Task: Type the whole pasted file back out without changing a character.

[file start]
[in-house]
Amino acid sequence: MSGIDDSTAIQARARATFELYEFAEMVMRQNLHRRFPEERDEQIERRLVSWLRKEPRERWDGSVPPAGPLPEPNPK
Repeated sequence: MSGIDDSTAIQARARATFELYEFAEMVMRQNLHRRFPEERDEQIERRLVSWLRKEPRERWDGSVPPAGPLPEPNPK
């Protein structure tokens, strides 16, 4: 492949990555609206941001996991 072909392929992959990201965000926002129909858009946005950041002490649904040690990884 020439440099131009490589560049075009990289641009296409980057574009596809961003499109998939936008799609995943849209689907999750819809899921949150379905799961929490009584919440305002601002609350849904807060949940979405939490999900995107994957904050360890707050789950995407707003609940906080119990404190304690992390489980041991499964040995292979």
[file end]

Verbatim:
[in-house]
Amino acid sequence: MSGIDDSTAIQARARATFELYEFAEMVMRQNLHRRFPEERDEQIERRLVSWLRKEPRERWDGSVPPAGPLPEPNPK
Repeated sequence: MSGIDDSTAIQARARATFELYEFAEMVMRQNLHRRFPEERDEQIERRLVSWLRKEPRERWDGSVPPAGPLPEPNPK
């Protein structure tokens, strides 16, 4: 492949990555609206941001996991 072909392929992959990201965000926002129909858009946005950041002490649904040690990884 020439440099131009490589560049075009990289641009296409980057574009596809961003499109998939936008799609995943849209689907999750819809899921949150379905799961929490009584919440305002601002609350849904807060949940979405939490999900995107994957904050360890707050789950995407707003609940906080119990404190304690992390489980041991499964040995292979």